Hereditary long QT syndrome (hLQTS) is a heterogeneous genetic disease characterized by prolonged QT interval in the electrocardiogram, recurrent syncope, and sudden cardiac death. Mutations in the cardiac potassium channel HERG (KCNH2) are the second most common form of hLQTS and reduce the delayed rectifier K+ currents, thereby prolonging repolarization. We studied a novel COOH-terminal missense mutation, HERG R752W, which segregated with the disease in a family of 101 geno-typed individuals. When the mutant cRNA was expressed in Xenopus oocytes it produced enhanced rather than reduced currents. Simulations using the Luo-Rudy model predicted minimal shortening rather than prolongation of the cardiac action potential. Consequently, a normal or shortened QT interval would be expected in contrast to the long QT observed clinically. This anomaly was resolved by our observation that the mutant protein was not delivered to the plasma membrane of mammalian cells but was retained intracellularly. We found that this trafficking defect was corrected at lower incubation temperatures and that functional channels were now delivered to the plasma membrane. However, trafficking could not be restored by chemical chaperones or E-4031, a specific blocker of HERG channels. Therefore, HERG R752W represents a new class of trafficking mutants in hLQTS. The occurrence of different classes of misprocessed channels suggests that a unified therapeutic approach for altering HERG trafficking will not be possible and that different treatment modalities will have to be matched to the different classes of trafficking mutants.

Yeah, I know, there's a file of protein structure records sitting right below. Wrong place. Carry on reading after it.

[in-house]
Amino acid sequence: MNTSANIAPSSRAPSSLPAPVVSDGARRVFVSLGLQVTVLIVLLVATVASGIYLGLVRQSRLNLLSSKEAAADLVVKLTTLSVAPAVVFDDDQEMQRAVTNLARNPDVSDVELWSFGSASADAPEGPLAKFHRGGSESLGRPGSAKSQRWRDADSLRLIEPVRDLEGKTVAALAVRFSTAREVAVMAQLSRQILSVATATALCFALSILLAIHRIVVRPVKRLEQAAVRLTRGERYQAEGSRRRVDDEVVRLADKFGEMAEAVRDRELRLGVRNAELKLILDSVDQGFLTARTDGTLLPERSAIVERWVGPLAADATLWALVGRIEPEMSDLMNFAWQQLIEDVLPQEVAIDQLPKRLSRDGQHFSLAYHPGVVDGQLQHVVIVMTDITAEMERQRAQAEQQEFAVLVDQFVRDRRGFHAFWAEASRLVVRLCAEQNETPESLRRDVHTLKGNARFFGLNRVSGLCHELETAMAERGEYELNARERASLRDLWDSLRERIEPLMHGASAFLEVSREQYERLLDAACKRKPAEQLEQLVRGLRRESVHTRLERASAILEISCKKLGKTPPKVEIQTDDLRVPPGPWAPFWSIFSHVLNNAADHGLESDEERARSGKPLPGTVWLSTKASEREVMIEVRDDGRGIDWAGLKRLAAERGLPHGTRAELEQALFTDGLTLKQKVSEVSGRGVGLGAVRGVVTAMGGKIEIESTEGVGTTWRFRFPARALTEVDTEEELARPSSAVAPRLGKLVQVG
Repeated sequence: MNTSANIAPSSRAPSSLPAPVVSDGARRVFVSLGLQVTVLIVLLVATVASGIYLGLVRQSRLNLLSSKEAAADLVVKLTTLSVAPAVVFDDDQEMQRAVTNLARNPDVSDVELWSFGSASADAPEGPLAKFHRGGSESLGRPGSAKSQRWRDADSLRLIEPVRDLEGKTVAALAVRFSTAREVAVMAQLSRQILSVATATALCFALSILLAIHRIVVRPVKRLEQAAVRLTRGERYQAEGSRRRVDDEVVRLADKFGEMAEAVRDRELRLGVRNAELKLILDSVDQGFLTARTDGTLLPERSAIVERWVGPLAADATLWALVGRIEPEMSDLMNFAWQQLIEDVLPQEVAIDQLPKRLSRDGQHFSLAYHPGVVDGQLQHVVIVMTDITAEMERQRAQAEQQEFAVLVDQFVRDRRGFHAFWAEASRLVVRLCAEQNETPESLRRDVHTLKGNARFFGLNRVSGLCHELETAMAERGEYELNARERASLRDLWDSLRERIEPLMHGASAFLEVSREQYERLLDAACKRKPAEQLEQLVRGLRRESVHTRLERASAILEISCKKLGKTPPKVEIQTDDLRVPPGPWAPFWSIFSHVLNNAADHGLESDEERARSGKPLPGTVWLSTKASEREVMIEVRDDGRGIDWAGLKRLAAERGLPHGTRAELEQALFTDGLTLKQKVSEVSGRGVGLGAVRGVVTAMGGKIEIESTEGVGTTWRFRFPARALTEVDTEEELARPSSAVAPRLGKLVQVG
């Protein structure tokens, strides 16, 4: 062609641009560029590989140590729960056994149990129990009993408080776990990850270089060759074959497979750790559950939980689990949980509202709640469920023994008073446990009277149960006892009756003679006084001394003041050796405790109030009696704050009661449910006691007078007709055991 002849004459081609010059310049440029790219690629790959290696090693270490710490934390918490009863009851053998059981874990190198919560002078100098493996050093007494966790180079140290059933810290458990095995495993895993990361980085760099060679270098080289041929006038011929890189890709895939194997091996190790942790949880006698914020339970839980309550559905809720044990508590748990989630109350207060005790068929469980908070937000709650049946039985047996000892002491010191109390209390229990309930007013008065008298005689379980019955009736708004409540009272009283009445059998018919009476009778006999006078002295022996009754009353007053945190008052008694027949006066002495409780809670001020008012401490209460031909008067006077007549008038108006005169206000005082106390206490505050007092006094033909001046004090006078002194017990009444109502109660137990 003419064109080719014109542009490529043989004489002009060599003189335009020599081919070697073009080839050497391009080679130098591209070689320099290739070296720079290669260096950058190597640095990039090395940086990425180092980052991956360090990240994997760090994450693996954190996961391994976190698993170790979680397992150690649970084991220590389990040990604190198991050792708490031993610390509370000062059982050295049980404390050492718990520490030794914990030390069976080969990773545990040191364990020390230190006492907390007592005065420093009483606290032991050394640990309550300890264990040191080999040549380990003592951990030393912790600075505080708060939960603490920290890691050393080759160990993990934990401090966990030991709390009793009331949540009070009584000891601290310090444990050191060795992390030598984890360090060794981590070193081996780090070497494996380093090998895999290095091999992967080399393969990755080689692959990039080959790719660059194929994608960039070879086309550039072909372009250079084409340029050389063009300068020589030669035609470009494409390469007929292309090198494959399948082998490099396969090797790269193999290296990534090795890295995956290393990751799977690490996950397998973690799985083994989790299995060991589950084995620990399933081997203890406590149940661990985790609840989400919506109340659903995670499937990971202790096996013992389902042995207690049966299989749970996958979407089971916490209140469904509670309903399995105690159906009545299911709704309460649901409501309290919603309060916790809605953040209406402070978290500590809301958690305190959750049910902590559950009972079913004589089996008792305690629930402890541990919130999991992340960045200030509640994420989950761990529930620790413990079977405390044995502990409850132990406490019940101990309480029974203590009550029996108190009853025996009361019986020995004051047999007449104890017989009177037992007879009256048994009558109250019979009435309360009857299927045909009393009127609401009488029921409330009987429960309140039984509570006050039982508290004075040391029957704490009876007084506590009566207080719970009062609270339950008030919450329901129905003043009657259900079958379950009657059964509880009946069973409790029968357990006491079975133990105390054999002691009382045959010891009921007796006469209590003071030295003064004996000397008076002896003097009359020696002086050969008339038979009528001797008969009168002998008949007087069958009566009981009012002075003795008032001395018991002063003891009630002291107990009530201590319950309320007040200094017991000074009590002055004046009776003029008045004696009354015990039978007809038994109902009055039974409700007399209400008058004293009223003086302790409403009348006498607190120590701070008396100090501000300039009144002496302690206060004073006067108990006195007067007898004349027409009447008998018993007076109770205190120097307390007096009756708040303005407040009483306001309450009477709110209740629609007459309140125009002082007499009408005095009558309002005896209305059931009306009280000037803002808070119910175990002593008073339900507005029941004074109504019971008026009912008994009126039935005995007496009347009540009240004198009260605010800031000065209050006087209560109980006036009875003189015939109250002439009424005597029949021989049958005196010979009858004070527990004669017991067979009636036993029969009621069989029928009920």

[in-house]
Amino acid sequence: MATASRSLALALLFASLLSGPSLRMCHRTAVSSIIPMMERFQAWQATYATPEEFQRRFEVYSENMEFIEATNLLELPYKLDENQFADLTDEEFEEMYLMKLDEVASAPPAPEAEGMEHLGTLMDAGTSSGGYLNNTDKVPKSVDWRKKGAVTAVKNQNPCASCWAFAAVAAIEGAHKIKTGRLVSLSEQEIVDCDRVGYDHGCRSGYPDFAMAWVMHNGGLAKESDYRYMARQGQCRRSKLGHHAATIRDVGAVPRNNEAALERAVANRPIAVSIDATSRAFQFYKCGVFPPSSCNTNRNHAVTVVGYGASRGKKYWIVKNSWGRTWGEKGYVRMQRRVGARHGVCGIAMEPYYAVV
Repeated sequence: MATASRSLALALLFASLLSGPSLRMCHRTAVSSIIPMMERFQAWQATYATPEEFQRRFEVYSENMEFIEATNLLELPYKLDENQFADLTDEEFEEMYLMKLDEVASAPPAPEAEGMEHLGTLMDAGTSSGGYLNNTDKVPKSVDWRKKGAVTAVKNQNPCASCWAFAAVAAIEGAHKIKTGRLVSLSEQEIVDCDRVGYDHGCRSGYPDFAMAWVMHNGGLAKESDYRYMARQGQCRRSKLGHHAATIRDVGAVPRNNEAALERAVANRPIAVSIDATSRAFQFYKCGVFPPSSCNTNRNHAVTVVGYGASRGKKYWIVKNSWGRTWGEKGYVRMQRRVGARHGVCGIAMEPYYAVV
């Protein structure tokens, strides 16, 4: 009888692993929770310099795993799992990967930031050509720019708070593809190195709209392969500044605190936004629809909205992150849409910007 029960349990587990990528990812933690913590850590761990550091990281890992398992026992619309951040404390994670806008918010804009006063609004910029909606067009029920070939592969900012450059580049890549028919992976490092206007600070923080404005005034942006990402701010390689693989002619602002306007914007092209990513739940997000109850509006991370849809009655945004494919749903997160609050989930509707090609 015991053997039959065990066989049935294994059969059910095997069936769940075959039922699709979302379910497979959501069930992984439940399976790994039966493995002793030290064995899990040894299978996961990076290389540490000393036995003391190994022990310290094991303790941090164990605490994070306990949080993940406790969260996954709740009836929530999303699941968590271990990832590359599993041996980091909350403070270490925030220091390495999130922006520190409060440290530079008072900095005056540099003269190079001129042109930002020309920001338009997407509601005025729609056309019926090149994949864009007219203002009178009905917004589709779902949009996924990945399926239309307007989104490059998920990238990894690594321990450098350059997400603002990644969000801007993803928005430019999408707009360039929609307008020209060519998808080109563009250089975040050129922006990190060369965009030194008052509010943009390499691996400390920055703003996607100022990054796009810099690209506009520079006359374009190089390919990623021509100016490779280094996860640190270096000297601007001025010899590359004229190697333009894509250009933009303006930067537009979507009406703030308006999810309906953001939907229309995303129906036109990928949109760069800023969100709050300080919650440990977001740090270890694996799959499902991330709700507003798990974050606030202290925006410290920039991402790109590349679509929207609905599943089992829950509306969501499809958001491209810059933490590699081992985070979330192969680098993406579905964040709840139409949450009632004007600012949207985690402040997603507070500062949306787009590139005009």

|Journal||American Journal of Physiology - Heart and Circulatory Physiology|
|Issue number||4 48-4|
|Publication status||Published - 2000|
- Human ether-a-go-go-related gene
- K channel
ASJC Scopus subject areas
- Physiology (medical)